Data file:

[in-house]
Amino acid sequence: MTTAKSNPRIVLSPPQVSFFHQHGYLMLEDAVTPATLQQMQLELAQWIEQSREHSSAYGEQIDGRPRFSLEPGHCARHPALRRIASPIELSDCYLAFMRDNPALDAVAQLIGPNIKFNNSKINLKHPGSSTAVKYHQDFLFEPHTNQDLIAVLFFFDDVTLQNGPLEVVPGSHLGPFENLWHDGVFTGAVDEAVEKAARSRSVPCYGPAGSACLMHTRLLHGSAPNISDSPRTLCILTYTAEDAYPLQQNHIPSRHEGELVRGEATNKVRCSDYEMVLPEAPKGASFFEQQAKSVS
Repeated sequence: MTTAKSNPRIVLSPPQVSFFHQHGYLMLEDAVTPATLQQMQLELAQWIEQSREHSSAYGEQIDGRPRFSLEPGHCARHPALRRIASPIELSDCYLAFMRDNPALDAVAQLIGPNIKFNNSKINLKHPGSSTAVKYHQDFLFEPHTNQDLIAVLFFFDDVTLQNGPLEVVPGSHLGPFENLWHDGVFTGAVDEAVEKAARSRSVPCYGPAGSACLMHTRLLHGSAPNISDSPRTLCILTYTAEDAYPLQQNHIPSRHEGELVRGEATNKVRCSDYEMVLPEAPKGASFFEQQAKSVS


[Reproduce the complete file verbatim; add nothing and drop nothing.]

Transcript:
[in-house]
Amino acid sequence: MTTAKSNPRIVLSPPQVSFFHQHGYLMLEDAVTPATLQQMQLELAQWIEQSREHSSAYGEQIDGRPRFSLEPGHCARHPALRRIASPIELSDCYLAFMRDNPALDAVAQLIGPNIKFNNSKINLKHPGSSTAVKYHQDFLFEPHTNQDLIAVLFFFDDVTLQNGPLEVVPGSHLGPFENLWHDGVFTGAVDEAVEKAARSRSVPCYGPAGSACLMHTRLLHGSAPNISDSPRTLCILTYTAEDAYPLQQNHIPSRHEGELVRGEATNKVRCSDYEMVLPEAPKGASFFEQQAKSVS
Repeated sequence: MTTAKSNPRIVLSPPQVSFFHQHGYLMLEDAVTPATLQQMQLELAQWIEQSREHSSAYGEQIDGRPRFSLEPGHCARHPALRRIASPIELSDCYLAFMRDNPALDAVAQLIGPNIKFNNSKINLKHPGSSTAVKYHQDFLFEPHTNQDLIAVLFFFDDVTLQNGPLEVVPGSHLGPFENLWHDGVFTGAVDEAVEKAARSRSVPCYGPAGSACLMHTRLLHGSAPNISDSPRTLCILTYTAEDAYPLQQNHIPSRHEGELVRGEATNKVRCSDYEMVLPEAPKGASFFEQQAKSVS